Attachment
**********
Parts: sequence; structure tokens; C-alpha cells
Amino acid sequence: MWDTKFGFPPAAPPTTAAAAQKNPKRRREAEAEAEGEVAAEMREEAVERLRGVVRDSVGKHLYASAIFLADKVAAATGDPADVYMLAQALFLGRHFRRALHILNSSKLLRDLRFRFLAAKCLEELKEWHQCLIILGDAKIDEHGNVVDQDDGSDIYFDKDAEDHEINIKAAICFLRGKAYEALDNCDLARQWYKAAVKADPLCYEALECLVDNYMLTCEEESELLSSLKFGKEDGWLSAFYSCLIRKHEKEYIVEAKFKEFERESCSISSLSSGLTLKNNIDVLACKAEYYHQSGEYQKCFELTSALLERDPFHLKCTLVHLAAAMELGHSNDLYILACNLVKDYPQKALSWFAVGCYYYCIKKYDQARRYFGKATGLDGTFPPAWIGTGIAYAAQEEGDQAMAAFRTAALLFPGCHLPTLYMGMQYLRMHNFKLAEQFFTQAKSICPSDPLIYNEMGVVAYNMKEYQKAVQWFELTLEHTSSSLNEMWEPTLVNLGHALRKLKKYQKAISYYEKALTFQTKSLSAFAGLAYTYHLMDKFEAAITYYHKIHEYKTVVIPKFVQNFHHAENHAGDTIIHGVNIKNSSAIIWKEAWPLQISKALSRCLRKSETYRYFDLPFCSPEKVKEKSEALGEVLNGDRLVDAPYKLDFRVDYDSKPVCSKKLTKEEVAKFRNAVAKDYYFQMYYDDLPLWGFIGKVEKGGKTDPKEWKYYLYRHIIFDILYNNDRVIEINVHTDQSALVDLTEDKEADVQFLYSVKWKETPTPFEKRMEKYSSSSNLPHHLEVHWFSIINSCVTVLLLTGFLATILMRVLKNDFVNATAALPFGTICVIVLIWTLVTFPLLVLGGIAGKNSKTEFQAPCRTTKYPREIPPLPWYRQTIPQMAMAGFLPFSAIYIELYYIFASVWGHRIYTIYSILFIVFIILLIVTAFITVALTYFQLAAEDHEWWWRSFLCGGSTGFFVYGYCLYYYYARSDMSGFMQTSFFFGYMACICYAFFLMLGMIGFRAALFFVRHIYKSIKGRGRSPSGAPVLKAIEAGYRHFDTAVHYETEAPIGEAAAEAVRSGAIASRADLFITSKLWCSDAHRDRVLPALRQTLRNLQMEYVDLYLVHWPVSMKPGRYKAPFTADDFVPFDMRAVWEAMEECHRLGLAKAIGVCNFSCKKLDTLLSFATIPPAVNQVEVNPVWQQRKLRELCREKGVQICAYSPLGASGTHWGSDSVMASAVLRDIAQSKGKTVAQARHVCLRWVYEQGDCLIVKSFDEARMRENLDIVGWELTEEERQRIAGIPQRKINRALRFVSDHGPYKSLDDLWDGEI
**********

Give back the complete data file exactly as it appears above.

Parts: sequence; structure tokens; C-alpha cells
Amino acid sequence: MWDTKFGFPPAAPPTTAAAAQKNPKRRREAEAEAEGEVAAEMREEAVERLRGVVRDSVGKHLYASAIFLADKVAAATGDPADVYMLAQALFLGRHFRRALHILNSSKLLRDLRFRFLAAKCLEELKEWHQCLIILGDAKIDEHGNVVDQDDGSDIYFDKDAEDHEINIKAAICFLRGKAYEALDNCDLARQWYKAAVKADPLCYEALECLVDNYMLTCEEESELLSSLKFGKEDGWLSAFYSCLIRKHEKEYIVEAKFKEFERESCSISSLSSGLTLKNNIDVLACKAEYYHQSGEYQKCFELTSALLERDPFHLKCTLVHLAAAMELGHSNDLYILACNLVKDYPQKALSWFAVGCYYYCIKKYDQARRYFGKATGLDGTFPPAWIGTGIAYAAQEEGDQAMAAFRTAALLFPGCHLPTLYMGMQYLRMHNFKLAEQFFTQAKSICPSDPLIYNEMGVVAYNMKEYQKAVQWFELTLEHTSSSLNEMWEPTLVNLGHALRKLKKYQKAISYYEKALTFQTKSLSAFAGLAYTYHLMDKFEAAITYYHKIHEYKTVVIPKFVQNFHHAENHAGDTIIHGVNIKNSSAIIWKEAWPLQISKALSRCLRKSETYRYFDLPFCSPEKVKEKSEALGEVLNGDRLVDAPYKLDFRVDYDSKPVCSKKLTKEEVAKFRNAVAKDYYFQMYYDDLPLWGFIGKVEKGGKTDPKEWKYYLYRHIIFDILYNNDRVIEINVHTDQSALVDLTEDKEADVQFLYSVKWKETPTPFEKRMEKYSSSSNLPHHLEVHWFSIINSCVTVLLLTGFLATILMRVLKNDFVNATAALPFGTICVIVLIWTLVTFPLLVLGGIAGKNSKTEFQAPCRTTKYPREIPPLPWYRQTIPQMAMAGFLPFSAIYIELYYIFASVWGHRIYTIYSILFIVFIILLIVTAFITVALTYFQLAAEDHEWWWRSFLCGGSTGFFVYGYCLYYYYARSDMSGFMQTSFFFGYMACICYAFFLMLGMIGFRAALFFVRHIYKSIKGRGRSPSGAPVLKAIEAGYRHFDTAVHYETEAPIGEAAAEAVRSGAIASRADLFITSKLWCSDAHRDRVLPALRQTLRNLQMEYVDLYLVHWPVSMKPGRYKAPFTADDFVPFDMRAVWEAMEECHRLGLAKAIGVCNFSCKKLDTLLSFATIPPAVNQVEVNPVWQQRKLRELCREKGVQICAYSPLGASGTHWGSDSVMASAVLRDIAQSKGKTVAQARHVCLRWVYEQGDCLIVKSFDEARMRENLDIVGWELTEEERQRIAGIPQRKINRALRFVSDHGPYKSLDDLWDGEI